Promotion and enhancement of communication and discussion skills through clinical pharmacy courses taught in English at a Japanese School of Pharmacy

Authors

  • Eiichi Akaho Faculty of Pharmaceutical Sciences and the Center for Area Research and Development, Kobe Gakuin University, Kobe, Japan.
  • Sari Nakagawa Faculty of Pharmaceutical Sciences and the Center for Area Research and Development, Kobe Gakuin University, Kobe, Japan.
  • Michael Katz Department of Pharmacy Practice and Science, College of Pharmacy, University of Arizona, Tucson Arizona

Keywords:

Communication skill, small group discussion, facilitator, clinical pharmacy, Japanese pharmacy

Abstract

In 2006, the Japanese pharmacy education system shifted from a 4-year to a 6-year curriculum. One of the major emphases of the new 6-year pharmacy curriculum is patient-centered clinical pharmacy, and it is expected that the students will leave the program with good communication skills not only with other health professionals but also with patients. Teaching pharmacy students to become excellent communicators is no easy task, and in the previous 4-year Japanese pharmacy curriculum, pharmacy practice and communication skills were deemphasized in favor of basic science, laboratory practice and research skills. One strategy to enhance students’ communication and critical thinking skills is the use of small group discussions and case-based learning. We evaluated the impact of a small group case-based discussion in a group of pharmacy students in Japan.Students’ motivation to learn clinical pharmacy and their perceptions of the importance of learning communication skills were evaluated. After the session, most students felt that they should receive more training in clinical pharmacy and communication.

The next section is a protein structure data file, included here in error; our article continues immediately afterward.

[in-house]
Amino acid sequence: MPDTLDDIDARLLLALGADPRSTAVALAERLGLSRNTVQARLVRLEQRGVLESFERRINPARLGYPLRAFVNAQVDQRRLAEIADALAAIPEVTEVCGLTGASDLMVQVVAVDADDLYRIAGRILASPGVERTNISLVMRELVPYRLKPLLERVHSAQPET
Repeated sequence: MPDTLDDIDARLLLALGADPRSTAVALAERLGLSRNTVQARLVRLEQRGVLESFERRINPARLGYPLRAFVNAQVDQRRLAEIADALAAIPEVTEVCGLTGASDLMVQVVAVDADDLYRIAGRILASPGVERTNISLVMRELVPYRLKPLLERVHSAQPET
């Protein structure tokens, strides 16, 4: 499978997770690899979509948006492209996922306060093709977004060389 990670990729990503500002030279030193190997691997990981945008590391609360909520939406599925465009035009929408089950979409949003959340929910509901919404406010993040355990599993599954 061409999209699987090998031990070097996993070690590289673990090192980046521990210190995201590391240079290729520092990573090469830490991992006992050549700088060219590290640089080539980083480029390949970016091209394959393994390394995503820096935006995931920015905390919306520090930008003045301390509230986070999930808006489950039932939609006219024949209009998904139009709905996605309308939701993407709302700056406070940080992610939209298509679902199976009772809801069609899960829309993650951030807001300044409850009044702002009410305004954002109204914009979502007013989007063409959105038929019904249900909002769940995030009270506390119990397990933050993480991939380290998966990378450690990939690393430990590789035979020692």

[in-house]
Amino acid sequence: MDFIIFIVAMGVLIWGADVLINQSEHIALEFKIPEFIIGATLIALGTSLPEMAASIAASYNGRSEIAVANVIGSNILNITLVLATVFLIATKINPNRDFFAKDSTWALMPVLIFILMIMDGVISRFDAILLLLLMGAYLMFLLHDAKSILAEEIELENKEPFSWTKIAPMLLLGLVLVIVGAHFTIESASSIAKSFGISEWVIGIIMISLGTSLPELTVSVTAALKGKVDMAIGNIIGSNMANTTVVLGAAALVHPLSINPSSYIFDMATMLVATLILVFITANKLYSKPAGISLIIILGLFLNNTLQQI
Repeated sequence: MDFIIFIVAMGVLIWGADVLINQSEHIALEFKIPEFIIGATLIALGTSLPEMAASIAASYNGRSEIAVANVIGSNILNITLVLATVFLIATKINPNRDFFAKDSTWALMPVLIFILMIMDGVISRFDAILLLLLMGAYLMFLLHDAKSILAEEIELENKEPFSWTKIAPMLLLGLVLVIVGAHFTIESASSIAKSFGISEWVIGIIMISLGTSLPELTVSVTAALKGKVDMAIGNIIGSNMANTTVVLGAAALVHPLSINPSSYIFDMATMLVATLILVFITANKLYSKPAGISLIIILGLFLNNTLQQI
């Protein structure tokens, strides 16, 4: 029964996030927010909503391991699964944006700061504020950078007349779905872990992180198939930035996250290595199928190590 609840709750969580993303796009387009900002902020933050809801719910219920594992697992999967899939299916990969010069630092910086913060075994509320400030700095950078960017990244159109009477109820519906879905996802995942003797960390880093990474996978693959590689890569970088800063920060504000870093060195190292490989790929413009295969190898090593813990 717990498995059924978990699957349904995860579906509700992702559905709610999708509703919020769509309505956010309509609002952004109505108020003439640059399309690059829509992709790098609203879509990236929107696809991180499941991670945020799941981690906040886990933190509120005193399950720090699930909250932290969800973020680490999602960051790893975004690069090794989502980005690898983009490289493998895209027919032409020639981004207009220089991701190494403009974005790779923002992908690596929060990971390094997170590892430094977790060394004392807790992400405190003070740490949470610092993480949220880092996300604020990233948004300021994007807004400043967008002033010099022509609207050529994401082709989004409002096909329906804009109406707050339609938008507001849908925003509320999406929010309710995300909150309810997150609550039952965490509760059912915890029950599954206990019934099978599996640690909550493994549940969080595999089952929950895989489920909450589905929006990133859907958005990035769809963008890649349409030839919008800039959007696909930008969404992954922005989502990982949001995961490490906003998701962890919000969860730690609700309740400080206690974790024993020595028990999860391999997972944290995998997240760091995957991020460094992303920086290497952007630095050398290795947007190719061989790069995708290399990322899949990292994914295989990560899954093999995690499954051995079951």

References

Abusabha, R., Peacock, J., & Achterberg, C. (1999). How to make nutrition education more meaningful through facilitated group discussions. Journal of the American Dietetic Association,99(1), 72-76.

Allen, M., Sargeant, J., Mann, K., Fleming, M., & Premi, J. (2003). Videoconferencing for practice-based small-group continuing medical education: feasibility, acceptability, effectiveness, and cost. The Journal of Continuing Education in the Health Professions, 23(1), 38-47.

Bentley, J. P., Stroup, L. J., Wilkin, N. E., & Bouldin, A. S. (2005). Patient evaluations of pharmacist performance with variations on attire and communication levels. J. Am. Pharm. Assoc., 45, 600-607.

Brodie, D. C. (1966). The Challenge to pharmacy in times of challenge, Washington D.C. the commission on pharmaceutical services to ambulant patients by hospitals and related facilities. The Am. Pharm. Assoc. & Am. Soc. Hosp. Pharm., 39.

Carlisl, E. C., & Ibbotson, T. (2005). Introducing problem-based learning into research methods teaching: student and facilitator evaluation. Nurse Education Today, 25(7), 527-541.

Carlisle, C., Cooper, H., & Watkins, C. (2004). "Do none of you talk to each other?": the challenges facing the implementation of interprofessional education. Medical Teacher, 26(6), 545-552.